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1013400_10200725318267748_621053603_nI was going to title this piece, “ I gotta get out of this place” but a title like that seems a bit negative for what is essentially a fairly positive stream of consciousness writing inspired by nothing more than a slight change of scenery, a decent lunch and a glass of wine. It’s amazing how just a slight change of environment can inspire the creative process.  Lovely though my little writing corner is in my new home, the problem still remains that there is only me in it. So what started out as going to the bank to pay in some literary ill-gotten gains, ended up as lunch in Piri-Piri, a wonderful little Portuguese tapas bar in the heart of Swindon.

 

After years of being tied down to the nine to five, the freedom to be able to have a long, lingering lunch and just people watch is something that I am still getting used to. It reminds me that writers need inspiration to spark their imagination and there is nothing better for this than hiding in plain view and watching the world go by. It makes me think of my heroes famed for their social skills as much as their literary output. It also reminds me that the likes of Hemingway only sat down to his Cognac and cigars after a day of wrangling alligators or hauling in a marlin, that Kerouac, Jack the lad himself had probably hitch-hiked across five states before cracking open a bottle of his namesake. What I’m trying to say is that although I have lunching and observing down to a fine art, it is the other activities of these writers that gave them something to write about. Maybe I need to find something more inspiring, more intense in experience before I get the hang of this writing process.

 

In the meantime, just being sat in a small café bar in a place as unimaginative as Swindon is a window on the world. There is something about being surrounded by conversation, music and food that has nothing to do with your first language to remind you that the world is a big place. It gives fuel to the wide-eyed child inside you experiencing your surroundings for the first time, a slight bewilderment but exciting all the same. Nigel Farage would turn in his grave. If only! Viewing the passers by and those sat in the greasy spoon cafés opposite is a depressing thing at times. Football shirted, shell suited, types who seem to have lost their spark who discuss soap operas whilst glancing through a copy of The Sun. And whilst I tuck into chilli spiced potato and succulent pork with olives, with a strong, aromatic coffee on the side, their chips and weak tea seems to be an act of deliberately missing the point.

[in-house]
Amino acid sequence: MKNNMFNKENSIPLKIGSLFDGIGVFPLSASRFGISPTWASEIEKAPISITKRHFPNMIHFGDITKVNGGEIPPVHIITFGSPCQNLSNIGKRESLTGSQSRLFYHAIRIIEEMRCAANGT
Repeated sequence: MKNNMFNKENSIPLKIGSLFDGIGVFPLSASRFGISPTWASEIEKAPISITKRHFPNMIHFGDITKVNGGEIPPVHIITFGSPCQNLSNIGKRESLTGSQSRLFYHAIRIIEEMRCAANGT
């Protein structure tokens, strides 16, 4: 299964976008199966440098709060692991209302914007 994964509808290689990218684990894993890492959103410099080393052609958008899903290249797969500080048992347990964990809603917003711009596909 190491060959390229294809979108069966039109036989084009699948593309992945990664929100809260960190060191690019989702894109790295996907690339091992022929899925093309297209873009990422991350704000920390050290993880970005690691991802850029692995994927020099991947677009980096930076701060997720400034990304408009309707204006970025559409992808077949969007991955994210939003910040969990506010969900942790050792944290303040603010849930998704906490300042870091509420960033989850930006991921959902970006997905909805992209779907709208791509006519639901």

A free glass of red wine is put my way, a thank you for a number reviews and mentions that I have worked into my writing for the local rag. And even that makes me think. If a few lines of positive prose can get you a free glass of wine, where could this take me if I really put my mind to it. Just this slight change of scenery has had me writing like a Benzedrine fuelled beatnik, proof indeed that just the slightest nudge out of the routine can be rewarding.

 

I finish my wine and head for home realising that one glass during the day seems to feel like four taken after dark. Still that seems very good value for money to me and on the writing side of things at least, surprisingly productive.

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